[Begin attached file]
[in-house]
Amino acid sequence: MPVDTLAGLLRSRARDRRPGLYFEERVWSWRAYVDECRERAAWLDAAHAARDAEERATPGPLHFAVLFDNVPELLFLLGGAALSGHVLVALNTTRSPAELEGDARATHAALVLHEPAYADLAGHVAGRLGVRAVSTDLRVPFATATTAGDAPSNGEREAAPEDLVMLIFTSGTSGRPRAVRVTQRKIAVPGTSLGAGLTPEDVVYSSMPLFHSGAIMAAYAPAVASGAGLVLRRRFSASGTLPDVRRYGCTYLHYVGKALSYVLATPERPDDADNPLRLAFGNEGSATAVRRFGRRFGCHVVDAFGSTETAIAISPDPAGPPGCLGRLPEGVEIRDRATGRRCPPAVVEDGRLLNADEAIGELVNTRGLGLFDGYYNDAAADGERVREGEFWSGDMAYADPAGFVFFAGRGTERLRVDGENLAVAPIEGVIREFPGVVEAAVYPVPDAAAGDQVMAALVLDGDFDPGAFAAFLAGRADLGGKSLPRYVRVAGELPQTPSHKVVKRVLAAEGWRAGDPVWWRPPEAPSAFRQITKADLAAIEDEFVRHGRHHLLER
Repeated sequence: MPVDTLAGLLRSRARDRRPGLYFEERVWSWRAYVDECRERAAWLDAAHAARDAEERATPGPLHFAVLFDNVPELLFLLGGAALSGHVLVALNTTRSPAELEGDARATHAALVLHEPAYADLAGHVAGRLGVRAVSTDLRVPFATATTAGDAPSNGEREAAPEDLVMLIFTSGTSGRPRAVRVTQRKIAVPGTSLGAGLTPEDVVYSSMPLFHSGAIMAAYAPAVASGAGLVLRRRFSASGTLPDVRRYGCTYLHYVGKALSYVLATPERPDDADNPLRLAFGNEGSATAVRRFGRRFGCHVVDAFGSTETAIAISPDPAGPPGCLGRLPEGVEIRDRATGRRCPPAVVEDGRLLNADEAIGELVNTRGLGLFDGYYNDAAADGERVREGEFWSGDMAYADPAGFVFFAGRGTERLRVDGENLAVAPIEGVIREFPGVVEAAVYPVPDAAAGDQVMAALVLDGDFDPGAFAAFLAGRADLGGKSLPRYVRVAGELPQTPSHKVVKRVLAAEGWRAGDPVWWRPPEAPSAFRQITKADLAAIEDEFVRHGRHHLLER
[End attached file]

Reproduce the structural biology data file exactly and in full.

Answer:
[in-house]
Amino acid sequence: MPVDTLAGLLRSRARDRRPGLYFEERVWSWRAYVDECRERAAWLDAAHAARDAEERATPGPLHFAVLFDNVPELLFLLGGAALSGHVLVALNTTRSPAELEGDARATHAALVLHEPAYADLAGHVAGRLGVRAVSTDLRVPFATATTAGDAPSNGEREAAPEDLVMLIFTSGTSGRPRAVRVTQRKIAVPGTSLGAGLTPEDVVYSSMPLFHSGAIMAAYAPAVASGAGLVLRRRFSASGTLPDVRRYGCTYLHYVGKALSYVLATPERPDDADNPLRLAFGNEGSATAVRRFGRRFGCHVVDAFGSTETAIAISPDPAGPPGCLGRLPEGVEIRDRATGRRCPPAVVEDGRLLNADEAIGELVNTRGLGLFDGYYNDAAADGERVREGEFWSGDMAYADPAGFVFFAGRGTERLRVDGENLAVAPIEGVIREFPGVVEAAVYPVPDAAAGDQVMAALVLDGDFDPGAFAAFLAGRADLGGKSLPRYVRVAGELPQTPSHKVVKRVLAAEGWRAGDPVWWRPPEAPSAFRQITKADLAAIEDEFVRHGRHHLLER
Repeated sequence: MPVDTLAGLLRSRARDRRPGLYFEERVWSWRAYVDECRERAAWLDAAHAARDAEERATPGPLHFAVLFDNVPELLFLLGGAALSGHVLVALNTTRSPAELEGDARATHAALVLHEPAYADLAGHVAGRLGVRAVSTDLRVPFATATTAGDAPSNGEREAAPEDLVMLIFTSGTSGRPRAVRVTQRKIAVPGTSLGAGLTPEDVVYSSMPLFHSGAIMAAYAPAVASGAGLVLRRRFSASGTLPDVRRYGCTYLHYVGKALSYVLATPERPDDADNPLRLAFGNEGSATAVRRFGRRFGCHVVDAFGSTETAIAISPDPAGPPGCLGRLPEGVEIRDRATGRRCPPAVVEDGRLLNADEAIGELVNTRGLGLFDGYYNDAAADGERVREGEFWSGDMAYADPAGFVFFAGRGTERLRVDGENLAVAPIEGVIREFPGVVEAAVYPVPDAAAGDQVMAALVLDGDFDPGAFAAFLAGRADLGGKSLPRYVRVAGELPQTPSHKVVKRVLAAEGWRAGDPVWWRPPEAPSAFRQITKADLAAIEDEFVRHGRHHLLER